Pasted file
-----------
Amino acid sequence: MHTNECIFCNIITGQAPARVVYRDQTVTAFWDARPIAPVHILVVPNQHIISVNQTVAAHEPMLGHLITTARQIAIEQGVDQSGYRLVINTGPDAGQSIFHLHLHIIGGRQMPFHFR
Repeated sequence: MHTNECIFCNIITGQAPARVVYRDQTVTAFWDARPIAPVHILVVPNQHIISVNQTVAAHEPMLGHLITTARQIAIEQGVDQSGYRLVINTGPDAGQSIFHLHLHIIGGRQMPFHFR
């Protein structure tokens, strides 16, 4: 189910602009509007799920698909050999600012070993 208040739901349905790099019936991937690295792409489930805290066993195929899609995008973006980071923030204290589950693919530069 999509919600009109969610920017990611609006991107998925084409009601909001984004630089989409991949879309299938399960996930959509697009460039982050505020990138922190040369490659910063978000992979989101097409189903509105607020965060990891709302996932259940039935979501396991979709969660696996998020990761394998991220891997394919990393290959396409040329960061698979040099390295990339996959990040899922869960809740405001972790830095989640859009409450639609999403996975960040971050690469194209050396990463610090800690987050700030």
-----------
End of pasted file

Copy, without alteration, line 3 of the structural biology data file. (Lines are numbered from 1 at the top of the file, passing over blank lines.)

């Protein structure tokens, strides 16, 4: 189910602009509007799920698909050999600012070993 208040739901349905790099019936991937690295792409489930805290066993195929899609995008973006980071923030204290589950693919530069 999509919600009109969610920017990611609006991107998925084409009601909001984004630089989409991949879309299938399960996930959509697009460039982050505020990138922190040369490659910063978000992979989101097409189903509105607020965060990891709302996932259940039935979501396991979709969660696996998020990761394998991220891997394919990393290959396409040329960061698979040099390295990339996959990040899922869960809740405001972790830095989640859009409450639609999403996975960040971050690469194209050396990463610090800690987050700030």